At least one Vancouver cannabis retailer does not want to chill out over the two-tiered system they believe has been created by delays in provincial and municipal licensing and a lack of enforcement for illegal cannabis stores.

Months after unloading products, laying off nearly 40 staff members across four stores, and closing their doors in hopes of obtaining the three required business permits to legally sell cannabis, Eggs Canna Vice-President Craig Lust is baffled by the lack of enforcement towards illegal marijuana retailers by the City of Vancouver, the provincial government, and local law enforcement.

“The only thing that’s consistent right now is the inconsistencies we get in messaging,” says Lust.

He says that while Eggs Canna has gone through the appropriate steps to legally sell marijuana, other shops are still open for business, legal or otherwise, and seemingly at no cost to the outlaws.

“I think the biggest mixed messaging is coming from the city and between the police enforcement” he says, “are these illegal locations going to be shut down, are they going to stay operating?"

The city requires all cannabis stores to have a municipal development permit and business licence, as well as a provincial cannabis retail licence before they can legally operate.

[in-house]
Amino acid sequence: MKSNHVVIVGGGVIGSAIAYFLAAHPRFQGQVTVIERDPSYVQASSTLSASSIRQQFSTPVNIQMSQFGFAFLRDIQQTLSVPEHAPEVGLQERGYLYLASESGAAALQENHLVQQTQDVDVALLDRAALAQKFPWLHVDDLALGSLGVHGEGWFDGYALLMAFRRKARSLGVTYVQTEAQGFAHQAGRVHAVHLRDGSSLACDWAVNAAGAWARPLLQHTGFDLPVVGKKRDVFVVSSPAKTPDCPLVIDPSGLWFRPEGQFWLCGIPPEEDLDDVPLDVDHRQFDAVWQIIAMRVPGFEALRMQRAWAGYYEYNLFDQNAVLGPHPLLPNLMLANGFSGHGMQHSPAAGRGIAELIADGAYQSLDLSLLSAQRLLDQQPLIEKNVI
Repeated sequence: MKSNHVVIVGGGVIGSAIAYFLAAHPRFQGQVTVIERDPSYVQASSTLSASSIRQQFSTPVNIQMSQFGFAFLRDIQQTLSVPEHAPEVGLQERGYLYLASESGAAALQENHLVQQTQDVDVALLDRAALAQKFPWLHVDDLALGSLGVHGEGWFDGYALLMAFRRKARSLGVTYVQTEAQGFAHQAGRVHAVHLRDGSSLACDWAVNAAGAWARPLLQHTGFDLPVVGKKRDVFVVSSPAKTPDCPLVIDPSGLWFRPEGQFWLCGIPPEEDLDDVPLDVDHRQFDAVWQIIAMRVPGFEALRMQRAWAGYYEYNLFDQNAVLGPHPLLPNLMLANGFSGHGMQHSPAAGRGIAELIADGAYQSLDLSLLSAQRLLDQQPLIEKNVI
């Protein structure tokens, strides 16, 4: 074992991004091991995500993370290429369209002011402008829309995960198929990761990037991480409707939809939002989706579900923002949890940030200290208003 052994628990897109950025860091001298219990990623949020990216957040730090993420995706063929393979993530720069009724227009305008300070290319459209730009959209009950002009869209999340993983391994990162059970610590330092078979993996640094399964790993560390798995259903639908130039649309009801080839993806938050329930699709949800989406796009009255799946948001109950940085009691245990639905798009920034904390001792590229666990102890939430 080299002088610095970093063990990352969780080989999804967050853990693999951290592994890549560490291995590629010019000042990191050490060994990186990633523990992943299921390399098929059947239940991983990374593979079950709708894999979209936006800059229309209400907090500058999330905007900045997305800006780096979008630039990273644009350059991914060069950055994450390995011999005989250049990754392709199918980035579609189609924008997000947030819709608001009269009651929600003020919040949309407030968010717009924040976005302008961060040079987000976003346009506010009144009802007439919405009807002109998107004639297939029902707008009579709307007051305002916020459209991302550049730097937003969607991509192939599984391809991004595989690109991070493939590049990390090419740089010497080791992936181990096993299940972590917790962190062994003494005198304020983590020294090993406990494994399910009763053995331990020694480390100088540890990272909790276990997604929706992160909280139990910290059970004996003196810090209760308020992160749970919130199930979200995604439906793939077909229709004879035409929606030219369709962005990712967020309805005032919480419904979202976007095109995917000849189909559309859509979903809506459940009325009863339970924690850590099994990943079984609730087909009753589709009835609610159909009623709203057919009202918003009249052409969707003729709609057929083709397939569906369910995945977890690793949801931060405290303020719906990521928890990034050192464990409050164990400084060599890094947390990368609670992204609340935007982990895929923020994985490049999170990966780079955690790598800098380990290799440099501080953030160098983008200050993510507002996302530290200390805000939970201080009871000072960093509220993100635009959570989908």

City of Vancouver spokesperson Jag Sandhu says there are currently 56 locations with a development permit, adding those stores have been told what steps they will need to take to get in line with both Vancouver and the province.

“The City has filed or is ready to file injunctions,” says Sandhu.

He confirmed existing shops currently operating outside of the city’s land approval permits aren’t doing so with impunity, and have filed injunctions and issued over 3,700 tickets, amounting to almost $3 million in fines.

However, the longer the delays, the more costly the process to sell legal marijuana has become for Eggs Canna.

Lust estimates that between the application process, a three to six month nonrefundable deposit required by most landlords, and the $30,000 per year business licence - on top of staffing, training, and operational costs - the bill runs almost six figures.

"You are probably into it for $70,000 to $80,000 per location just to apply."

He says the company is doing fine for the time being, but added within half a year the company would be feeling intense pressure, adding to the feeling of injustice against a retailer who says they want to introduce cannabis to the public “in the safest, most legal” route possible.

"It's frustrating for people who have shut down, who have paid the $30,000 business licence already, and then we can look across the street (at retailers) that haven't, that are operating."

The Vancouver Police Department referred all enforcement questions back to the City, and a spokesperson from the provincial government was unable to comment at the time of filing.

Vancouver's first legal cannabis retailer, Evergreen Cannabis Society, is set to open their doors on January 5th.

With a report from CTV Vancouver's Allison Hurst